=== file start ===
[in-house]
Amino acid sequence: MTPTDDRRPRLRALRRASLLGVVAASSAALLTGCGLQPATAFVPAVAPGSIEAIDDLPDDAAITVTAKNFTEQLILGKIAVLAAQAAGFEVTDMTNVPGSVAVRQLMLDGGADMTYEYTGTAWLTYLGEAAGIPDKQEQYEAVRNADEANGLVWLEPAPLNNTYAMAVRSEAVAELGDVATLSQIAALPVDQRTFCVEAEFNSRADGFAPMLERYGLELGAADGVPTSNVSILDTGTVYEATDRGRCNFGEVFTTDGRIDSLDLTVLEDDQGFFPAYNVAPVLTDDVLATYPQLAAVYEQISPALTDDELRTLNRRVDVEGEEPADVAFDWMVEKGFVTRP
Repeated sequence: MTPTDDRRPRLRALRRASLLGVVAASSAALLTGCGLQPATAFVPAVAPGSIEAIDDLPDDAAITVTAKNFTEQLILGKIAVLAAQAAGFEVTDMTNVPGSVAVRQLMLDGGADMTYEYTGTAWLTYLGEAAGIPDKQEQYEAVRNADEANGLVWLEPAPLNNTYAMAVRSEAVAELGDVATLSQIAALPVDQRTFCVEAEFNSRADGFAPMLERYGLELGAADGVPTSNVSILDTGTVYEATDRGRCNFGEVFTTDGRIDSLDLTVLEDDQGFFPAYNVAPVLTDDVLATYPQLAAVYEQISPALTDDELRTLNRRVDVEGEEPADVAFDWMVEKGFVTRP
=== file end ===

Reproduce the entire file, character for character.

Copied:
[in-house]
Amino acid sequence: MTPTDDRRPRLRALRRASLLGVVAASSAALLTGCGLQPATAFVPAVAPGSIEAIDDLPDDAAITVTAKNFTEQLILGKIAVLAAQAAGFEVTDMTNVPGSVAVRQLMLDGGADMTYEYTGTAWLTYLGEAAGIPDKQEQYEAVRNADEANGLVWLEPAPLNNTYAMAVRSEAVAELGDVATLSQIAALPVDQRTFCVEAEFNSRADGFAPMLERYGLELGAADGVPTSNVSILDTGTVYEATDRGRCNFGEVFTTDGRIDSLDLTVLEDDQGFFPAYNVAPVLTDDVLATYPQLAAVYEQISPALTDDELRTLNRRVDVEGEEPADVAFDWMVEKGFVTRP
Repeated sequence: MTPTDDRRPRLRALRRASLLGVVAASSAALLTGCGLQPATAFVPAVAPGSIEAIDDLPDDAAITVTAKNFTEQLILGKIAVLAAQAAGFEVTDMTNVPGSVAVRQLMLDGGADMTYEYTGTAWLTYLGEAAGIPDKQEQYEAVRNADEANGLVWLEPAPLNNTYAMAVRSEAVAELGDVATLSQIAALPVDQRTFCVEAEFNSRADGFAPMLERYGLELGAADGVPTSNVSILDTGTVYEATDRGRCNFGEVFTTDGRIDSLDLTVLEDDQGFFPAYNVAPVLTDDVLATYPQLAAVYEQISPALTDDELRTLNRRVDVEGEEPADVAFDWMVEKGFVTRP